Old factories to make way for flats
Industrial buildings more than 30 years old will be torn down and replaced by residential blocks to increase housing supply and make better use of land in rundown areas, the Urban Renewal Authority says.
The URA plans to undertake 20 to 25 URA-initiated and demand-led projects at a total development cost of HK$25 billion in the next five years, the URA said. It expects to lose HK$100 million on the scheme.
The government is prepared to inject more money into the URA, an independent body, to facilitate the redevelopment, expected to cost HK$25 billion.
The first building the URA will work on is in Kennedy Town next to a station on the West Island MTR line now under construction. The site has been rezoned from industrial to residential use, so "redevelopment can begin promptly once property owners have been compensated", URA chairman Barry Cheung Chun-yuen said.
Cheung Hing Industrial Building on 12P Smithfield is a 40-year-old block with 14 owners. The 944 square metre site will be used to build 180 flats by 2019 at a cost of HK$1.2 billion.
The scheme is expected to create 4,500 residential flats over the next five years, of which about half will be smaller than 500 square feet.
The scheme targets dilapidated industrial buildings more than 30 years old, with little heavy industrial activity, and which occupy sites of more than 1,000 square metres. Not more than 30 per cent of the properties should be possessed by a single owner.
The Kennedy Town building, and another industrial block to be announced early next year, will be redeveloped first. Their success will guide future factory redevelopments.
The URA will pay industrial property owner-occupier the market value of his or her property (on vacant possession basis) plus an industrial ex-gratia allowance which is about 4 times the ex-gratia allowance basic rate adopted by the government times the saleable area of the concerned property. The prevailing basic rate is HK$2,200 to $2,370 per square metre.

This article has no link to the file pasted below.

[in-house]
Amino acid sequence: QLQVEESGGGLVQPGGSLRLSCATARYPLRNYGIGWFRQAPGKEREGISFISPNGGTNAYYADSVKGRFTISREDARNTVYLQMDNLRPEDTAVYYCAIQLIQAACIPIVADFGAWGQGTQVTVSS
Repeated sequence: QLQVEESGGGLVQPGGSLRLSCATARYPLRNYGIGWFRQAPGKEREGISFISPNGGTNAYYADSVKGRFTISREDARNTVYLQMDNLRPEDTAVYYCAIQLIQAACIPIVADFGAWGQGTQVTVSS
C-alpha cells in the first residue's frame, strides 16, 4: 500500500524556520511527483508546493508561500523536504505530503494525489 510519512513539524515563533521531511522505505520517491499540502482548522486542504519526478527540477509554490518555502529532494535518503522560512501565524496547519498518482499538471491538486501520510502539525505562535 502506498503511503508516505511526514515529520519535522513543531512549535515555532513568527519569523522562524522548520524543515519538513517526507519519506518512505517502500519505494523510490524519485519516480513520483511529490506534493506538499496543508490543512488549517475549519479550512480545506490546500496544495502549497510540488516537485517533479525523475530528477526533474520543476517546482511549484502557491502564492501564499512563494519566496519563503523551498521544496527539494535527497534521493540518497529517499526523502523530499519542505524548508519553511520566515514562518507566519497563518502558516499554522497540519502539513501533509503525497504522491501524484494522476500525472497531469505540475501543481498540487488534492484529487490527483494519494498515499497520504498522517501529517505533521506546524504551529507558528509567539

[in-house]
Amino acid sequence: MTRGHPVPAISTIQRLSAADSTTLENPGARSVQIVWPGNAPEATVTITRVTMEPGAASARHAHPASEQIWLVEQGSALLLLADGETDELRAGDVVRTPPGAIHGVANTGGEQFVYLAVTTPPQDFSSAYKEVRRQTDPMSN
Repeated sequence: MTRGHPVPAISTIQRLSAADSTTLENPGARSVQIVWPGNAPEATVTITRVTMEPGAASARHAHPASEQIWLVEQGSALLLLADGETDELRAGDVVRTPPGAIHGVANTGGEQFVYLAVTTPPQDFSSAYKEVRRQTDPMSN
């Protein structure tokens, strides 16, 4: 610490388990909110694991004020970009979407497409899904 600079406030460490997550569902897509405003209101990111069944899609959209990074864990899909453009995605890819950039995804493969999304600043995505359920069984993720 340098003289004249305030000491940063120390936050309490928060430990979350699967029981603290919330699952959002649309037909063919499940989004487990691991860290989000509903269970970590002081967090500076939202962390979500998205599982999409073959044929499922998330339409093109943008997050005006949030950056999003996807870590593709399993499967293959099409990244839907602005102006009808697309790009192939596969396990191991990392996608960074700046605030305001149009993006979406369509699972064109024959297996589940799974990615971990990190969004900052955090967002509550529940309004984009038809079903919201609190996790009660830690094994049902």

Owners who do not use the space themselves will get one-and-a-half times the ex-gratia allowance basic rate adopted by the government times the saleable area of the concerned property. The other option is an owner-occupier may claim business loss in lieu of the ex-gratia allowance.
The building was being used for offices and storage.
The 14 owners learned of its fate only yesterday. Raymond Chan, chairman of the Cheung Hing owners' committee who operates an office on the fifth floor, said he and other owners would not accept compensation of less than HK$10,000 per square foot.
"This is prime real estate land that will be next to the new MTR station. Since they have rezoned the land for residential use, they should compensate us as a residential block, not as an industrial building as it is worth much less."
The authority said it would consider whether the flats to be built should be reserved for permanent-resident buyers, in line with the government's policy of "Hong Kong land for Hong Kong people".